The team’s most immediate issue is replacing Zack Wheeler in the rotation. The front four remains solid — at least until Stroman joins Wheeler in free agency after 2020 — but the team’s in-house options remain underwhelming. The team is up against the luxury tax threshold, but there’s little reason not to trample on it. Much of the team’s luxury tax figure consists of expenses that exist on paper only; the Mets are charged for the injured Wright and Céspedes but get millions of dollars back from insurance. Our RosterResource has the Mets currently $11 million or so under the threshold. The team could literally go $30 million over the $208 million line and have the penalties easily paid for — and then some — by the injury dollars. While I don’t think they actually will, I believe they should, while the rest of the core is intact. And $42 million will come off the luxury tax number in 2021 just from Céspedes and Wright, making it realistic that they could drop back under the threshold in future years.

As of now, ZiPS projects the Mets as an 86-win team in 2020. An 86-win team ought to be highly motivated to invest in top free agents.

The Absitively, Posilutely, Way-Too-Early ZiPS Projection – Pete Alonso

There really isn’t such a thing as a sophomore slump in baseball; as a group, players who receive Rookie of the Year votes do not underperform in their second seasons. The effect you see is mostly a result of selection bias. After all, a player is more likely to be a Rookie of the Year contender when they’re playing over their heads than if they’re struggling to meet expectations. Regression to the mean presents itself in the game in a million other ways, but rookies have to earn their jobs in the majors more than veterans, so the selection effect can be even more pronounced.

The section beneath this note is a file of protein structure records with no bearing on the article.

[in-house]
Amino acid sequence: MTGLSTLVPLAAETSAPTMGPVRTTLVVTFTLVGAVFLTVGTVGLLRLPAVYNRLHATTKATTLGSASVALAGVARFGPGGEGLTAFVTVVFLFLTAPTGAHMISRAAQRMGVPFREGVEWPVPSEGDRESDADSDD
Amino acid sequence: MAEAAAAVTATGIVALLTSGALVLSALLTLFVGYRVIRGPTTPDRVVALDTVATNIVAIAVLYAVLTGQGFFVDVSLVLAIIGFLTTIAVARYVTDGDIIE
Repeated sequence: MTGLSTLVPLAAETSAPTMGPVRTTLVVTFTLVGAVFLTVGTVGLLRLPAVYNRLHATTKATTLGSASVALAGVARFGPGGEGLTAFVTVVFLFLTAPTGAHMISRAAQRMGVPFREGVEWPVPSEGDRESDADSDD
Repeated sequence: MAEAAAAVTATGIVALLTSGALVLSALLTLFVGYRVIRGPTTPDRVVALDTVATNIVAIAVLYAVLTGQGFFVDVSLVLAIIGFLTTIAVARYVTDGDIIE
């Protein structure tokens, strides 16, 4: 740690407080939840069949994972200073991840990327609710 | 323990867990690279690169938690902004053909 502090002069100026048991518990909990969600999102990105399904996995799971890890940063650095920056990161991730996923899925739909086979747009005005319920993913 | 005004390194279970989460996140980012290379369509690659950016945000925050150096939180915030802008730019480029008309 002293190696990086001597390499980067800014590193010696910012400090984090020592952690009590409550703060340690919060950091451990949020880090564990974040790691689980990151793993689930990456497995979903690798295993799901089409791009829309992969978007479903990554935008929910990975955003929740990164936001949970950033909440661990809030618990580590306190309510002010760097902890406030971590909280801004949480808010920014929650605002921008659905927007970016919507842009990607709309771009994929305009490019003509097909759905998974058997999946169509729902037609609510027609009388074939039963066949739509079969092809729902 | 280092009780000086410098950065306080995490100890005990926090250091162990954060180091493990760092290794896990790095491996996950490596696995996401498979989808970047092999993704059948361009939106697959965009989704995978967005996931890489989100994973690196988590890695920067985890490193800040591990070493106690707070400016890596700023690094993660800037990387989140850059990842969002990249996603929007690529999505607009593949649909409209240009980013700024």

Here’s the part where you might be expecting ZiPS to take a massive chunk out of Alonso’s 2019 line. Nope! In this case, ZiPS sees the sophomore drop off for the first baseman as less than a win. Alonso’s successes are mainly sustainable; there’s no suspicious BABIP or wacky one-year defensive numbers kicking up the WAR. The projections think he ought to have hit 47 home runs rather than his actual 53 home runs based on his advanced stats, but that’s still 47 home runs. Alonso’s comp list has a lot of sluggers who didn’t age well, names like Juan Gonzalez, Jeff Burroughs, Prince Fielder, Mo Vaughn, and so on. That’s not really a worry for the Mets so much as a cautionary tale for a team signing him sometime around 2026. Alonso is the real deal.

ZiPS Projection – Pete Alonso
2020 .253 .345 .548 542 85 137 27 2 43 105 62 165 1 138 -2 4.2
2021 .252 .348 .556 527 84 133 27 2 43 104 63 164 1 140 -2 4.3
2022 .250 .348 .551 521 83 130 27 2 42 103 65 165 1 139 -3 4.1
2023 .248 .349 .549 508 81 126 26 2 41 100 65 163 1 139 -3 4.0
2024 .247 .348 .540 493 78 122 26 2 38 94 63 152 1 137 -3 3.7

Dan Szymborski is a senior writer for FanGraphs and the developer of the ZiPS projection system. He was a writer for from 2010-2018, a regular guest on a number of radio shows and podcasts, and a voting BBWAA member. He also maintains a terrible Twitter account at @DSzymborski.

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2 years ago

The mea culpa regarding Alonso is extremely heartening. You weren’t the only person who didn’t think they would have him on the team on opening day- very few did- but it’s nice to see the team get some credit for doing the right thing in the interest of trying to win. This is a really fair-minded evaluation in its consideration of the thought-process behind last season’s moves, and I’m grateful for it. The Mets are flawed in a lot of ways that get a lot of attention, and I think it often drowns out the fact that they do some things right. Thanks!

2 years ago
Reply to  Dan Szymborski

The Royals have deserved all the crap they’ve received.